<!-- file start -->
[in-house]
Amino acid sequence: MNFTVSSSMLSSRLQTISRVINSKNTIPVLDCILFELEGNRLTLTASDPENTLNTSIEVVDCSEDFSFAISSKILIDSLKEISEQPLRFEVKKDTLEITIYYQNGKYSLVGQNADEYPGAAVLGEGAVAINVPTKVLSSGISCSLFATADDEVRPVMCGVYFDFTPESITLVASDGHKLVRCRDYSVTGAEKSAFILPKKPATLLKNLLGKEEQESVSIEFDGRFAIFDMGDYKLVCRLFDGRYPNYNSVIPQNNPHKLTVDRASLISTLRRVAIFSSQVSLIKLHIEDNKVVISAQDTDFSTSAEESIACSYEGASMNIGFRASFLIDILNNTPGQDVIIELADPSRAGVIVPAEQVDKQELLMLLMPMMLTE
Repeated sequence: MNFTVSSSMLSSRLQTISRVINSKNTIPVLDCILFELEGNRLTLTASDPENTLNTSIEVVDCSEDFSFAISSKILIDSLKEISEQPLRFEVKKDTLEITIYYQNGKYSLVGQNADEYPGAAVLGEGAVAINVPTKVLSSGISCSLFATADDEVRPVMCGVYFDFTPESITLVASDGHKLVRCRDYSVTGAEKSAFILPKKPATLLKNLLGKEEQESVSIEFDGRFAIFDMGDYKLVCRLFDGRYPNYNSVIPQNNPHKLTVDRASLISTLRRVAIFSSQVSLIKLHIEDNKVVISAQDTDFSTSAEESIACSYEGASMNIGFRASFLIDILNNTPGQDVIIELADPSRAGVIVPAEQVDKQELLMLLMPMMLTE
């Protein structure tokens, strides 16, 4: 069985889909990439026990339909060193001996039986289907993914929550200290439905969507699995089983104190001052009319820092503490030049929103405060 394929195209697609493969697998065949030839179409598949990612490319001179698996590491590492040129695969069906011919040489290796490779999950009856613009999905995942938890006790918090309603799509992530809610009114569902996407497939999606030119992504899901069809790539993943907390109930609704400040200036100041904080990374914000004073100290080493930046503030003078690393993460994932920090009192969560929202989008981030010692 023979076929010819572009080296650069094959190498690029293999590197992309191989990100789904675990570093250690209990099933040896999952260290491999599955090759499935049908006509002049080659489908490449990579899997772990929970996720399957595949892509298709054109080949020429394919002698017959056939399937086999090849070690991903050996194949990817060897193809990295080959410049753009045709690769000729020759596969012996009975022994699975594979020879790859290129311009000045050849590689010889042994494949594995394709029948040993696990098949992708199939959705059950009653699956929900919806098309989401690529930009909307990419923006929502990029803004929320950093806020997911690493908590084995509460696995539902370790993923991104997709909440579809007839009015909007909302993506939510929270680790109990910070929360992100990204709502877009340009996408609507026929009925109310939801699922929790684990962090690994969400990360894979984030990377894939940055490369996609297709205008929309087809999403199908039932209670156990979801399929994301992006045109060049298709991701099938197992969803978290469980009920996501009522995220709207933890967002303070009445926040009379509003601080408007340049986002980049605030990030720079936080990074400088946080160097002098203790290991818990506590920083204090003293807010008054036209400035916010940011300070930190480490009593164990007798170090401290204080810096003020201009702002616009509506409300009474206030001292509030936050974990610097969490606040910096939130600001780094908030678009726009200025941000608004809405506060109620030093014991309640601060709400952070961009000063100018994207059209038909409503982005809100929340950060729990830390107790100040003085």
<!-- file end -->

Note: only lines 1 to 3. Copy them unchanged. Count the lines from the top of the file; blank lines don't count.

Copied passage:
[in-house]
Amino acid sequence: MNFTVSSSMLSSRLQTISRVINSKNTIPVLDCILFELEGNRLTLTASDPENTLNTSIEVVDCSEDFSFAISSKILIDSLKEISEQPLRFEVKKDTLEITIYYQNGKYSLVGQNADEYPGAAVLGEGAVAINVPTKVLSSGISCSLFATADDEVRPVMCGVYFDFTPESITLVASDGHKLVRCRDYSVTGAEKSAFILPKKPATLLKNLLGKEEQESVSIEFDGRFAIFDMGDYKLVCRLFDGRYPNYNSVIPQNNPHKLTVDRASLISTLRRVAIFSSQVSLIKLHIEDNKVVISAQDTDFSTSAEESIACSYEGASMNIGFRASFLIDILNNTPGQDVIIELADPSRAGVIVPAEQVDKQELLMLLMPMMLTE
Repeated sequence: MNFTVSSSMLSSRLQTISRVINSKNTIPVLDCILFELEGNRLTLTASDPENTLNTSIEVVDCSEDFSFAISSKILIDSLKEISEQPLRFEVKKDTLEITIYYQNGKYSLVGQNADEYPGAAVLGEGAVAINVPTKVLSSGISCSLFATADDEVRPVMCGVYFDFTPESITLVASDGHKLVRCRDYSVTGAEKSAFILPKKPATLLKNLLGKEEQESVSIEFDGRFAIFDMGDYKLVCRLFDGRYPNYNSVIPQNNPHKLTVDRASLISTLRRVAIFSSQVSLIKLHIEDNKVVISAQDTDFSTSAEESIACSYEGASMNIGFRASFLIDILNNTPGQDVIIELADPSRAGVIVPAEQVDKQELLMLLMPMMLTE